Few could argue against the idea that Lululemon needed a change in tone following last year’s yoga pants debacle that led to founder Chip Wilson stepping down as chairman.
The new voice up top is former Burton CEO and Toms President Laurent Potdevin, who, after four months on the job at Lululemon, recently outlined to investors his strategy for one of yoga’s leading brands. He calls 2014 an investment year.
“We’ve been voiceless for too long, and I’m anxious to have all of us share more broadly who we are and what we stand for, with confidence and humility,” Laurent said during the company’s March 27 conference call.
He explained that when the company got mired in the headlines, it failed to respond with its strongest asset. “We have a set of 900 ambassadors that we support in North America, some outside of North America, and we just haven’t given these people their voice.”
To that end, Potdevin said Lululemon will double down on its previous successful efforts in grassroots marketing instead of large-scale ad campaigns. “Now is the time to amplify our grassroots approach and ensure that we claim back our share of the voice in the market we created.”
The message, Potdevin said, will be that Lululemon is returning to its roots of being design-led without compromise. It’s no secret that Lululemon has many more competitors than it did a few years ago (including from many outdoor and fitness brands), he added, so the brand must go back to being “a relevant disrupter … inventing the future.”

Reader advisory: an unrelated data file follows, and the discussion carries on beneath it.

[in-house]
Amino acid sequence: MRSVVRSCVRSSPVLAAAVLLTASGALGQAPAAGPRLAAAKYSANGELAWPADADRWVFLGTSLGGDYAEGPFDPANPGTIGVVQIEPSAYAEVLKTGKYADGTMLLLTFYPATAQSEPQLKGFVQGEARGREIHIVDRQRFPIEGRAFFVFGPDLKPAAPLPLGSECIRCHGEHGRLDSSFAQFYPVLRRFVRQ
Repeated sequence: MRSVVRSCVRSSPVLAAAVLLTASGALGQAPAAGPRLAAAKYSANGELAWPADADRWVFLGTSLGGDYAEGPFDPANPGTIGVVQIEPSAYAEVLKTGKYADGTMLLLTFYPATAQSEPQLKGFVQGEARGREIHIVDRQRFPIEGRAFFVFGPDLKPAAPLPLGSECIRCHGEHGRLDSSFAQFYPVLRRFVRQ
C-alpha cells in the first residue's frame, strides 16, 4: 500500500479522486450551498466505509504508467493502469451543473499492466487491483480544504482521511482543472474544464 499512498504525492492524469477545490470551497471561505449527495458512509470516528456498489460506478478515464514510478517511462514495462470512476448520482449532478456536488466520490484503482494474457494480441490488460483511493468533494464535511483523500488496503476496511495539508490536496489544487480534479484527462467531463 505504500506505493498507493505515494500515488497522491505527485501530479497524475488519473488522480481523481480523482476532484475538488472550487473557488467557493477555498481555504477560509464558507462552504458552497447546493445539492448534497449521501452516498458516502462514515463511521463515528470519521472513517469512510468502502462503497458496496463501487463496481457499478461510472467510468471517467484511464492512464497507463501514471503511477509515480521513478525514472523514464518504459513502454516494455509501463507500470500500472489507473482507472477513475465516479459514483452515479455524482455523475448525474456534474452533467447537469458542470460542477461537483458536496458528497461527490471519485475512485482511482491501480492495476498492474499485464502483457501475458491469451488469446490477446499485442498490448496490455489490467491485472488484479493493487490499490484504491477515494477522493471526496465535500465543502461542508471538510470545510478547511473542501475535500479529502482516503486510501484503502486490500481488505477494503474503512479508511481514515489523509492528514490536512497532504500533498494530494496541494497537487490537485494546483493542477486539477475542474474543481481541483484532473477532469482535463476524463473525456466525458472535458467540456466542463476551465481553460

The new mission could also bring change to one of Lululemon’s iconic business strategies — the scarcity model, where a deliberate shortage of products are created to generate a buzz and increased demand.
“While we don’t mind our guests being hungry for our product, we don’t want them to starve for it,” Potdevin said. Lululemon plans to invest in technology that will help it better understand what their customers want and present an improved, seamless experience across the vertical business model that creates “a direct response with every guest.”
The brand also sees opportunity on expanding its presence in Europe and Asia, where it will spend money in 2014 to build infrastructure.
All of those investments could eat into some of the company’s margins in 2014, Potdevin acknowledged. The company estimates an 11 to 14 to percent rise in annual sales to $1.82 billion in 2014, compared to a 16 percent rise in 2013.